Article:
Divorce has a reputation in popular culture for being an awful process. However, you might wonder if it really has to be awful, or whether that's just the truth of divorce. Divorce lawyers will tell you the process rarely has to be more painful than the two parties make it. Let's look at what might make the process easier and what to do if things don't turn out so simple.
Many U.S. states employ some version of the no-fault divorce system. This means only one party has to seek a divorce, and they don't have to declare any more compelling reason than irreconcilable differences. Some states have cooling-off periods before they'll grant divorces, but the courts in many states will grant a divorce if at least one partner still wants one at the end of the period.
At-fault divorce still exists in some states. However, a divorce law firm will rarely encourage a client to pursue one unless there is significant money at stake. Without a financial incentive, there isn't much to win in the at-fault version of divorce. This applies even if there was abuse or infidelity because a divorce judge doesn't look at those issues. Saying you want out is enough.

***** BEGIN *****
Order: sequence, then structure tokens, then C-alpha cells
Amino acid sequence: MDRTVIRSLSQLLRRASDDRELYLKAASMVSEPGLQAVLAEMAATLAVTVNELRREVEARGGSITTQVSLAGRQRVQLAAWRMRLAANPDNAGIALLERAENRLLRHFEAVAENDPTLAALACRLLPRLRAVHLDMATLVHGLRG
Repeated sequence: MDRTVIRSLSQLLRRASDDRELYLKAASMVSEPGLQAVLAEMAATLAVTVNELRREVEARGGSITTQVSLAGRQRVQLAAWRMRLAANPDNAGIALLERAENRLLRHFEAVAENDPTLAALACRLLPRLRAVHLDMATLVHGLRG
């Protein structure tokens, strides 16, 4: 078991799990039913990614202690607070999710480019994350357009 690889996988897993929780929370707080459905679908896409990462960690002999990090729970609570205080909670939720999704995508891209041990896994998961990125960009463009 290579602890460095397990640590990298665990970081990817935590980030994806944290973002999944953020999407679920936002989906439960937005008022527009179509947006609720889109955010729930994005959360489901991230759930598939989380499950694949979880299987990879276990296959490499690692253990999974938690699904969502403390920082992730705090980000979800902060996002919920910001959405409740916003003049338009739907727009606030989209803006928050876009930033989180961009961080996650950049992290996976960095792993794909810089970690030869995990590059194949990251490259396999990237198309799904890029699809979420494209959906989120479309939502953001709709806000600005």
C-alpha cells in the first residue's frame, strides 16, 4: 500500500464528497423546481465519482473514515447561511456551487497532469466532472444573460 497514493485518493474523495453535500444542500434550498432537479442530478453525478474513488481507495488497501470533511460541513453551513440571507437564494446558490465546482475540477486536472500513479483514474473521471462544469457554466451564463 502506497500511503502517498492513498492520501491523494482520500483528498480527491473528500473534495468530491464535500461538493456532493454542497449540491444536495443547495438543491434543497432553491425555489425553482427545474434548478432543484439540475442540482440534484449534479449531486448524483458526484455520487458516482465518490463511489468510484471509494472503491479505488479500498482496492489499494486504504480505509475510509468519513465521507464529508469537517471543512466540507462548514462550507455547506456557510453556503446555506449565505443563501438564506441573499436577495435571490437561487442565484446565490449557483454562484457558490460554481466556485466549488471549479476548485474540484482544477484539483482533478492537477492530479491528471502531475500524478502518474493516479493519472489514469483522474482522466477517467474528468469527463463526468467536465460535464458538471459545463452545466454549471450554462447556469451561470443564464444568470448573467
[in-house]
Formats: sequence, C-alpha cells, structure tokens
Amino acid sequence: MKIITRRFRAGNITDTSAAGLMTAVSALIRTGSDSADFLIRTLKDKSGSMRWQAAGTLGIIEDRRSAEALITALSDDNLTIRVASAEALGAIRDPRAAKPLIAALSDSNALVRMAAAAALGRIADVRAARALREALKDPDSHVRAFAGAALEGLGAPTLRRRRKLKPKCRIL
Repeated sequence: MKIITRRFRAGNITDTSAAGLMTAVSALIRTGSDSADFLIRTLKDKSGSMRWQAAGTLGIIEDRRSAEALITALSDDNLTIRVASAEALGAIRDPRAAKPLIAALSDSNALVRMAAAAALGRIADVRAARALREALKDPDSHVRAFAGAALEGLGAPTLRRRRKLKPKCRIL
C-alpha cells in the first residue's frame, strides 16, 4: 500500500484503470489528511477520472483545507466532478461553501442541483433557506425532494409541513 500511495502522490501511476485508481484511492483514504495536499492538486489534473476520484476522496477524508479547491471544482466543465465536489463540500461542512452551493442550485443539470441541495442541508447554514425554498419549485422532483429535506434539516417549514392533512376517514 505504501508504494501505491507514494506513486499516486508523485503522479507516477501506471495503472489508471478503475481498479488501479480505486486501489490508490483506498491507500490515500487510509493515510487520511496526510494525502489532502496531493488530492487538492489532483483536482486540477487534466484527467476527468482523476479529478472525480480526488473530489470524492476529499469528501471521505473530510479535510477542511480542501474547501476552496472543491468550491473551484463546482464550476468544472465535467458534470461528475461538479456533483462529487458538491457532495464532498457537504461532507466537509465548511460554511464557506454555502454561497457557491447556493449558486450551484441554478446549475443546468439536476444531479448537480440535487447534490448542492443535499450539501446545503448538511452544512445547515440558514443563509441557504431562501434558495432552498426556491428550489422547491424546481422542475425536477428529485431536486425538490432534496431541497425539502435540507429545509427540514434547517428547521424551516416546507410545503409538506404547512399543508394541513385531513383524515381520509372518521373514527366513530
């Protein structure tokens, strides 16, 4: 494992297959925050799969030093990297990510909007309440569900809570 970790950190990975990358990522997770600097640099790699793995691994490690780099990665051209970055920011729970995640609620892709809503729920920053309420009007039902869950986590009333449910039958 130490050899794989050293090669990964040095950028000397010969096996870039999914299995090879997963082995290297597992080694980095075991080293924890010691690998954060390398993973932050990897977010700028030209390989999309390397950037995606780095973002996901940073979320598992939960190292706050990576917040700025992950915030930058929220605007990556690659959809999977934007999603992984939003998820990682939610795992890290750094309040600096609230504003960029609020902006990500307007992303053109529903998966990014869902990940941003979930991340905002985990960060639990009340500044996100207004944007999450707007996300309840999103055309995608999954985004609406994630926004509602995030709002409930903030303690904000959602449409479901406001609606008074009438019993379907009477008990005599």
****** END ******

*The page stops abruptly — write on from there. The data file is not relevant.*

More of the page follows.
The Myth of Taking Half
One major popular myth about divorce is the less advantaged partner is guaranteed to get half the stuff and half of the other person's income as alimony. That isn't true in the vast majority of cases. A judge will look at the financial circumstances of both partners, especially if one of them has serious health issues.
The court will apply the state's laws regarding the equitable distribution of marital assets. Usually, any assets someone owned before the marriage remain theirs unless they integrated them into the marital property.
Threatening to Fight the Divorce
Many people go into the divorce process with the mistaken belief they can fight it. As previously noted, the no-fault system assures anyone who wants out of a marriage that they'll get out.
Note there are some tactical possibilities for someone who wants to string the process out. For example, people currently on business or deployed in military service out of the state will have longer to receive papers when their partners serve them. However, they can't avoid being served forever. In the worst scenario, you can sue for divorce in absentia if your ex successfully avoids being served for months on end.
If you want to know more, or are looking to file for divorce, contact a divorce lawyer near you today to get started.
Hello, I'm Christina Miller. Have you ever been fascinated with why the law works the way it does? Ever since I was in junior high, I had an intense interest in anything related to our legal system, whether it be a crime drama on television, a judge show or a legal case covered on the news. I followed it all. As time progressed, I began learning about how the actual legal system worked and not just the fictionalized version of our legal system. This has lead me to start writing my own blog posts about law that I hope will help others.